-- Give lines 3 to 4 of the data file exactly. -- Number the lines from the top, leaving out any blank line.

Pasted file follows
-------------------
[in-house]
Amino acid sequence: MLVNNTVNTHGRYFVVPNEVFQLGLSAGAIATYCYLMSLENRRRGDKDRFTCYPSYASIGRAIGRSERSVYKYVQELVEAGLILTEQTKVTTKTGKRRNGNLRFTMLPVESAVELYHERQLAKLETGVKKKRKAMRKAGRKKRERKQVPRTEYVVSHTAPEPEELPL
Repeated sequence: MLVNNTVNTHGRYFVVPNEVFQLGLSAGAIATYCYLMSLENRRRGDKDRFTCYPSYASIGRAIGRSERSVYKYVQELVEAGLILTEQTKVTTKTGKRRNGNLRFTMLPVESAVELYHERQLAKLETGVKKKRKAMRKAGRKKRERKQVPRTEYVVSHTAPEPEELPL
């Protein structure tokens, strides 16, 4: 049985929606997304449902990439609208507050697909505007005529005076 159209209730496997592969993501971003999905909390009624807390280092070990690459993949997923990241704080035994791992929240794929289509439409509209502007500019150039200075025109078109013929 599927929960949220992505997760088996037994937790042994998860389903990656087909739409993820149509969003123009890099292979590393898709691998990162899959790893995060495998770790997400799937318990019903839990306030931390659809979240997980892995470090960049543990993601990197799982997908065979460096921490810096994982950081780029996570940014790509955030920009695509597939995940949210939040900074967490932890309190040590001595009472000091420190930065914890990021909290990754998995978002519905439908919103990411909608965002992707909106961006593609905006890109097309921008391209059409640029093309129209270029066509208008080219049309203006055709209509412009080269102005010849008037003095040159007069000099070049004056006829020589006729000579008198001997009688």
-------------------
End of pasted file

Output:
Repeated sequence: MLVNNTVNTHGRYFVVPNEVFQLGLSAGAIATYCYLMSLENRRRGDKDRFTCYPSYASIGRAIGRSERSVYKYVQELVEAGLILTEQTKVTTKTGKRRNGNLRFTMLPVESAVELYHERQLAKLETGVKKKRKAMRKAGRKKRERKQVPRTEYVVSHTAPEPEELPL
């Protein structure tokens, strides 16, 4: 049985929606997304449902990439609208507050697909505007005529005076 159209209730496997592969993501971003999905909390009624807390280092070990690459993949997923990241704080035994791992929240794929289509439409509209502007500019150039200075025109078109013929 599927929960949220992505997760088996037994937790042994998860389903990656087909739409993820149509969003123009890099292979590393898709691998990162899959790893995060495998770790997400799937318990019903839990306030931390659809979240997980892995470090960049543990993601990197799982997908065979460096921490810096994982950081780029996570940014790509955030920009695509597939995940949210939040900074967490932890309190040590001595009472000091420190930065914890990021909290990754998995978002519905439908919103990411909608965002992707909106961006593609905006890109097309921008391209059409640029093309129209270029066509208008080219049309203006055709209509412009080269102005010849008037003095040159007069000099070049004056006829020589006729000579008198001997009688």